In July 1878, Barker took Edison out West during a solar eclipse to try out Edison’s new “tasimeter” (to measure infrared radiation from individual stars). On this trip, the professor explained the development of electrical science since Franklin, and reviewed recent halting attempts to produce light from electricity. Barker proposed that Edison take on this challenge, taking him to Connecticut in September, to inspect an outdoor arc light (a flame between electrodes) and an electric generator powered by a water wheel.
From that moment, Edison was on fire. He conceived of the task in universal terms: Electrically heat some material inside a glass to make it glow without burning up; power an unlimited number from one source (“divide the light”); make gas lights obsolete with an efficient, steam-driven electric generator; and invent the hundreds of devices to connect homes and factories to a central station.
But how could this development work be paid for, when Edison’s Philadelphia backers were staggering financially? He would need publicity, to win public support for better leverage with Wall Street. A few days after returning from Connecticut, he announced that he had invented the electric light, that he would light and heat the cities, that he would power up elevators, sewing machines, and cooking stoves.
A Washington Post item on Oct. 17, 1878, conveys the anxiety of the London-Wall Street axis: “Edison’s bruited discovery of a practical method of subdividing electric light has caused a panic in the London gas stocks and seriously depressed gas stocks in New York and Montreal. To have made gas directors tremble in their boots is glory enough for Edison, even if his machine doesn’t work.”
The very next day, the same newspaper reported the formation of the Edison Electric Light Company. It was controlled by J.P. Morgan and by Morgan-dominated Western Union.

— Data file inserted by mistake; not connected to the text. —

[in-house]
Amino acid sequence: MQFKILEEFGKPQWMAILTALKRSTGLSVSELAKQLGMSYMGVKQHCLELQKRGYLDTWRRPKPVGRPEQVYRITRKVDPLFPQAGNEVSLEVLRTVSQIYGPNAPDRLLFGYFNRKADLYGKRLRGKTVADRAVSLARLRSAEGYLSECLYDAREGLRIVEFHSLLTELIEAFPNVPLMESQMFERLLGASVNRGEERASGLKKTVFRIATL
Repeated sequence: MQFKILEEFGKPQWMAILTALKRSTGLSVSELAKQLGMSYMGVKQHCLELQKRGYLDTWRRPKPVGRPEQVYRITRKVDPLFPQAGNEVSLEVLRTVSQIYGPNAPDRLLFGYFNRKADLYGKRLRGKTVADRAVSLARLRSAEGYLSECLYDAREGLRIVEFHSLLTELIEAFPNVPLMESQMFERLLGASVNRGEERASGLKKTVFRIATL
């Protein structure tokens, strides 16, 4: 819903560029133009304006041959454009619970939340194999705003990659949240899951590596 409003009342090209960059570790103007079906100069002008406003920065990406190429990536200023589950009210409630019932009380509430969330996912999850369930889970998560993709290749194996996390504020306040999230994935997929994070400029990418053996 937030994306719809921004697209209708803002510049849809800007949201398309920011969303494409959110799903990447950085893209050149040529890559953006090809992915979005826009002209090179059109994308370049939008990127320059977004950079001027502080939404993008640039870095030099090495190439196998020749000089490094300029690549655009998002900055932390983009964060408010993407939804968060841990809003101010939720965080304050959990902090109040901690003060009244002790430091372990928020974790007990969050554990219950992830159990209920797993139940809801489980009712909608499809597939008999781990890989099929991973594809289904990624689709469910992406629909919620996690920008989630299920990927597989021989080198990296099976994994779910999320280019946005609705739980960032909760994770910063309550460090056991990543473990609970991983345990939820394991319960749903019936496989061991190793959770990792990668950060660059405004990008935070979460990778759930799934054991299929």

On Oct. 30, Morgan cabled to his brother-in-law Walter Burns, who handled intelligence for Junius Morgan:
“I have been engaged ... on a matter which is ... most important ... not only ... to the world ... but to us in particular.... Secrecy at the moment is so essential that I do not dare put it on paper. Subject is Edison’s Electric light—importance can be realized from the editorials in London Times & other papers & the effect upon gas stocks which have declined from 25-50% since rumors [of] Edison’s success... [T]his matter needs careful handling if anything comes of it. It is not entirely certain. I shall do nothing until it is—but when that time comes ... we must be prepared to strike....”
In December 1878, J.P. Morgan and Anthony Drexel came to Menlo Park to negotiate for global rights to the as-yet-uncreated light and power devices. Edison got funding; Morgan got the power to limit or stifle his work.
Edison labored to perfect his system, while the enemy churned out propaganda against him. A British Parliament special committee took testimony that wide-scale electric light was impossible and electric power would be dangerous in public hands. The military intelligence think tank, Royal United Service Institution, was assured on Feb. 15, 1879, “It is ... easily shown by the application of well-known scientific laws that .... a sub-division of the electric light is an absolute ignis fatuus [will-o’-the-wisp].” The New York Times re-ran the British line that Edison’s project was impossible.
In 1879, Edison patented a carbon-thread incandescent lamp that could burn for 40 hours, and soon made a bulb rated for 1,500 hours. He patented hundreds of devices essential to his child, the electrical industry.
But J.P. Morgan blocked light bulb manufacture. Edison sold stock in the Morgan-controlled Edison Electric Light Company (EELC). He and Edward Johnson created the Edison Lamp Company to make bulbs. Morgan financed one power station for a small section of New York City, but he blocked any further power plant construction, until the “free market” showed electricity was in demand. With public acclaim behind him, Edison and the Philadelphians got up a brutal fight on the EELC board, loosening Morgan veto-power for a time.
Edison reached out to American municipalities, and they issued their own bonds to construct the first generation of America’s central power stations—12 by 1884, 58 by 1886. His team now rushed to electrify other continents, as will be seen below.